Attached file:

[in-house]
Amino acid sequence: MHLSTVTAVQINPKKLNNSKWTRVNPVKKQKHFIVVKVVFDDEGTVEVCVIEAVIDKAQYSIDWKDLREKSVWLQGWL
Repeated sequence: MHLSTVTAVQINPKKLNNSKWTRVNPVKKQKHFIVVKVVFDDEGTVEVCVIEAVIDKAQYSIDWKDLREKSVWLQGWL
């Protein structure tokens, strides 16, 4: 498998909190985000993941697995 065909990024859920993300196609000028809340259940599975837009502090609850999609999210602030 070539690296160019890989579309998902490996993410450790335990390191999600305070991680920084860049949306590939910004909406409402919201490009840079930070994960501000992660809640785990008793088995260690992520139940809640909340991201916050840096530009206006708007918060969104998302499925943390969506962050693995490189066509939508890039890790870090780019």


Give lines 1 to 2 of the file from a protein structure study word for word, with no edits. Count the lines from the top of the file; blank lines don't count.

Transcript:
[in-house]
Amino acid sequence: MHLSTVTAVQINPKKLNNSKWTRVNPVKKQKHFIVVKVVFDDEGTVEVCVIEAVIDKAQYSIDWKDLREKSVWLQGWL